High Point University

HPU hires alumnus Tubby Smith as new men’s basketball coach

By Collin Giuliani //  Sports Editor

On March 27, HPU President Nido Qubein announced that Tubby Smith would become the new head coach of the men’s basketball team. Smith will become the 12th coach in the history of the program, and the fourth coach since HPU made the jump to Division I in 1999.

“Tubby Smith is a nationally admired, transformational coach whose career brings honor to his alma mater as a distinguished alumnus,” said Qubein. “We are excited to welcome both Tubby and Donna [Smith’s wife] back home to HPU.”

Smith played for then High Point College from 1969-73. He finished his playing career with 1,589 points in four seasons, which was the fourth most in program history at the time (ninth most all-time today). While at High Point College, he met his wife, Donna, who was a homecoming queen. His final season (1972/73) was the first season for head coach Jerry Steele, who finished his coaching career with the most wins in program history (457 wins), and was in attendance during the announcement.

After his playing career, Smith became a coach, serving as the high school coach for Great Mills High School from 1973-77 and Hoke Coutny High School from 1977-79. Following assistant coaching jobs at Virginia Commonwealth, South Carolina and Kentucky, Smith received his first NCAA head coaching job at Tulsa in 1991. There, he coached the Golden Hurricane for four seasons, leading Tulsa to the Sweet 16 in his final two seasons. Prior to Smith’s arrival, Tulsa had not won a game in the NCAA Tournament since 1955.

Smith then took the head coaching job at Georgia for two seasons before becoming the head coach at Kentucky in 1997. In his first season with the Wildcats, he won the national championship, leading Kentucky to its seventh NCAA Tournament victory in school history. In 10 seasons with Kentucky, Smith led the Wildcats to the NCAA Tournament all 10 times, won a tournament game in all 10 seasons, and made it to the Elite Eight four times.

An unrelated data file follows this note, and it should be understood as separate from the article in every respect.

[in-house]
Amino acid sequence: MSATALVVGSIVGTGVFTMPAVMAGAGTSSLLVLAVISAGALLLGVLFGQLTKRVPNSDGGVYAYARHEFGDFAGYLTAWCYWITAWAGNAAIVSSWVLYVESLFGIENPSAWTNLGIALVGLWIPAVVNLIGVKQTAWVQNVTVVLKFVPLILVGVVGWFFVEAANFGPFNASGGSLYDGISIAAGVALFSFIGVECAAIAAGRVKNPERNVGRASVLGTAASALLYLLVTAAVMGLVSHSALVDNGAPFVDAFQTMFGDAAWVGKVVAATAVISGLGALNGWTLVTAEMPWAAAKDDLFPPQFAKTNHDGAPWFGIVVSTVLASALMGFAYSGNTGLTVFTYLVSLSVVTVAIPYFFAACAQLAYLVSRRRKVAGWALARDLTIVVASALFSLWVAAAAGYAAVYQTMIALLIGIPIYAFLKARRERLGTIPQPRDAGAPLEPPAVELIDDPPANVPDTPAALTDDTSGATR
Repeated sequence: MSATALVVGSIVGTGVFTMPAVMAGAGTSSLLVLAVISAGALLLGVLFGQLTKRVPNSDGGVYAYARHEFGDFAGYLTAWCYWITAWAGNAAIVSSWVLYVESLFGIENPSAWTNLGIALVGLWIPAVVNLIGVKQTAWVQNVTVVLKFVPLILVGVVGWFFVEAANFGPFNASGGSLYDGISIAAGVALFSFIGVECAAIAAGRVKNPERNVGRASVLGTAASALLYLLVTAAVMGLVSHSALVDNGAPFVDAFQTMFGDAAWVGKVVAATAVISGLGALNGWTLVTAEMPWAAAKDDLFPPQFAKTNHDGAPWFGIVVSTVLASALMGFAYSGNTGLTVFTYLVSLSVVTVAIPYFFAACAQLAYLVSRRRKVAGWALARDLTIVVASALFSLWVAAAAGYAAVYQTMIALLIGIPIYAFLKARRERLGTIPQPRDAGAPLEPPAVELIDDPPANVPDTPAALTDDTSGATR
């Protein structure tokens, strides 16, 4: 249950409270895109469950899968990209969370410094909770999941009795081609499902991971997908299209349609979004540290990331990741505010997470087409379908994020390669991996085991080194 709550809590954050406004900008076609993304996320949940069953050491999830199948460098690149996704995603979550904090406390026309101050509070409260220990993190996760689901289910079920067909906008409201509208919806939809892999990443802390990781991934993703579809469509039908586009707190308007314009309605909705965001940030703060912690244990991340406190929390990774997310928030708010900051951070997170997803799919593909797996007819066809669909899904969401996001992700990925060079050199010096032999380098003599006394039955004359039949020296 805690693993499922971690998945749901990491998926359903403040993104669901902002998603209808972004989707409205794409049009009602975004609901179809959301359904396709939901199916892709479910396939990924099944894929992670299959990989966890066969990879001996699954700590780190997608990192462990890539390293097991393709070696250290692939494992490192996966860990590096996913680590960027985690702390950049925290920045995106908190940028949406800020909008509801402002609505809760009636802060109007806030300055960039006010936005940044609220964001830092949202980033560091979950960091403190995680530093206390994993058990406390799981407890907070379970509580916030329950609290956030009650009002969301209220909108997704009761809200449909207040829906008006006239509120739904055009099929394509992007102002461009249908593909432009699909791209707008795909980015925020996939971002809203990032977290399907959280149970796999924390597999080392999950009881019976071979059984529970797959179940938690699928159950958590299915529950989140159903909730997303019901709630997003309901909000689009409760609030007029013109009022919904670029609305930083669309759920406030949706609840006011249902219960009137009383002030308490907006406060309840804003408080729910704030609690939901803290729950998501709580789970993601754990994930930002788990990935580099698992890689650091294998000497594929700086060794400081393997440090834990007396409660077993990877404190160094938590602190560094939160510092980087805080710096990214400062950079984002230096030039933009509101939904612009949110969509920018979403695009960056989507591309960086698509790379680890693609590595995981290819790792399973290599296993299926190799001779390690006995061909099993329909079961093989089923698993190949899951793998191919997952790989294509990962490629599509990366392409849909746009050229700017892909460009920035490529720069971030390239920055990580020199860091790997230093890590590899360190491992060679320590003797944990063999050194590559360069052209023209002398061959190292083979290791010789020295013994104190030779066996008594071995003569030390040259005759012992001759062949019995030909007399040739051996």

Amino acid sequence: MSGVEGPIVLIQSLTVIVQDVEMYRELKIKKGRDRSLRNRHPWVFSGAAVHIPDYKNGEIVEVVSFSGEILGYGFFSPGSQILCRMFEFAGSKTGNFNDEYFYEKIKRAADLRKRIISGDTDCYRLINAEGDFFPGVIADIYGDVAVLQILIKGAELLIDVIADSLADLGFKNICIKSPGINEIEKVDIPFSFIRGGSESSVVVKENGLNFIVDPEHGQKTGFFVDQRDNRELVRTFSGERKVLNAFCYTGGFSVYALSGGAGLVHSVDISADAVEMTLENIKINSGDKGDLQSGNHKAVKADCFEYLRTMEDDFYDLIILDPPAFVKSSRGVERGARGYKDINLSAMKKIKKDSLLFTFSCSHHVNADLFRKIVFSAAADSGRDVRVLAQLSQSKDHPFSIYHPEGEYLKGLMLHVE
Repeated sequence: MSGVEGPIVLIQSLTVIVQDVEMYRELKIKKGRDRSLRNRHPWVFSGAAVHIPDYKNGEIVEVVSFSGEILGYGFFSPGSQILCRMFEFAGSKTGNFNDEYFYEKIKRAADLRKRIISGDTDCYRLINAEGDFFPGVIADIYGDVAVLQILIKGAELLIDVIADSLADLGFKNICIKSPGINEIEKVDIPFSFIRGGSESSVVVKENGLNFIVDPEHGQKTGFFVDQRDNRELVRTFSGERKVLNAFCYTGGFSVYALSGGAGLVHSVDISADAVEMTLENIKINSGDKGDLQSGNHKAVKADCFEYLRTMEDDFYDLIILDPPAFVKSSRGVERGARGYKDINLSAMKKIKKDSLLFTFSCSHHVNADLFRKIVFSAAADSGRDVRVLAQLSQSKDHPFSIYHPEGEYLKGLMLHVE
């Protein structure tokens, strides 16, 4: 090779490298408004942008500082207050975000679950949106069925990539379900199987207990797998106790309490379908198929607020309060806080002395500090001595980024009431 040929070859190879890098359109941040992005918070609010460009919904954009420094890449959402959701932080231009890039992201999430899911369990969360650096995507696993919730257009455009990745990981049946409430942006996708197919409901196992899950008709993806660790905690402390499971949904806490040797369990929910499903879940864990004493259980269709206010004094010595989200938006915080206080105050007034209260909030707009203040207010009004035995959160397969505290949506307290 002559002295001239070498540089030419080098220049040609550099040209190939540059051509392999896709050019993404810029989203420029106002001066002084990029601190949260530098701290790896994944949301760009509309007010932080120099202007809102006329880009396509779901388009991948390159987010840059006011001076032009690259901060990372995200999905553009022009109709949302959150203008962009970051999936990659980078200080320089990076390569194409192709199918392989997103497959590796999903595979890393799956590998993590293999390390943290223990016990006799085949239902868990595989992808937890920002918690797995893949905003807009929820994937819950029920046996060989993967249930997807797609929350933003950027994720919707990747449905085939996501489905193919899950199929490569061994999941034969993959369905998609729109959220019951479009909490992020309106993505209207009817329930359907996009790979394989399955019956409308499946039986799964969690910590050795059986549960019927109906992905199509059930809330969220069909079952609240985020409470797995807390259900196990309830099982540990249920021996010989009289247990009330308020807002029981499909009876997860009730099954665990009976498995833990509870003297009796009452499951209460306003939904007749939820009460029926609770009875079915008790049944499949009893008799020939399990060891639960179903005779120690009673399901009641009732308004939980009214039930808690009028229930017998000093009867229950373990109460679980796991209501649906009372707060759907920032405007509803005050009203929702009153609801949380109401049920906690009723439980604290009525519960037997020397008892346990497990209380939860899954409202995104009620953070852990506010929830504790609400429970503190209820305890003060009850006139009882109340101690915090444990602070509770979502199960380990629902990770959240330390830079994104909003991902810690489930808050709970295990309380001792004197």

Following his 10-year stint at Kentucky, Smith coached at Minnesota for six seasons, leading the Golden Gophers to the NCAA Tournament three times. In his final season with Minnesota (2012-13), he led Minnesota to its first NCAA Tournament win since 1997. Smith became the head coach at Texas Tech in 2013, and led the Red Raiders to the NCAA Tournament in the 2015-16 season, which was the first tournament appearance for Texas Tech since 2007. Most recently, Smith was the head coach at Memphis, where despite a 21-13 record this past season and a 40-26 record over the past two seasons, he was fired after failing to make the NCAA Tournament.

Smith has been honored by HPU for his accomplishments before. A picture of him winning the 1998 NCAA Tournament with Kentucky hangs in the halls of the Millis Center. On Dec. 7, 2011, during a game between HPU and Wake Forest, HPU honored Smith by hanging a banner on the back wall of the Millis Center; Smith is one of only five Panthers to have a banner. And, on Feb. 6, 2017, it was announced that the court at the new Nido and Mariana Qubein Arena would be named after Smith following his one million dollar donation to the school.

Smith will replace Scott Cherry in this position. Cherry, who had been the head coach at HPU since the 2009-10 season, finishes his career with a 146-134 overall record, and a 91-65 record in Big South play. His 146 overall wins is the seventh most in Big South history, and his 91 conference wins is the sixth most in conference history. However, Cherry won just one Big South Tournament game in his final six seasons, which is tied with Presbyterian College for the fewest conference tournament wins in the past six seasons. This statistic includes Virginia Military Institute, which left the Big South at the end of the 2013-14 season, and Coastal Carolina, which left the Big South at the end of the 2015-16 season. Additionally, in nine seasons, Cherry never made it to the Big South Championship or the NCAA Tournament. HPU has not made it to the Big South Championship since the 2003-04 season, which is the longest active drought in the conference.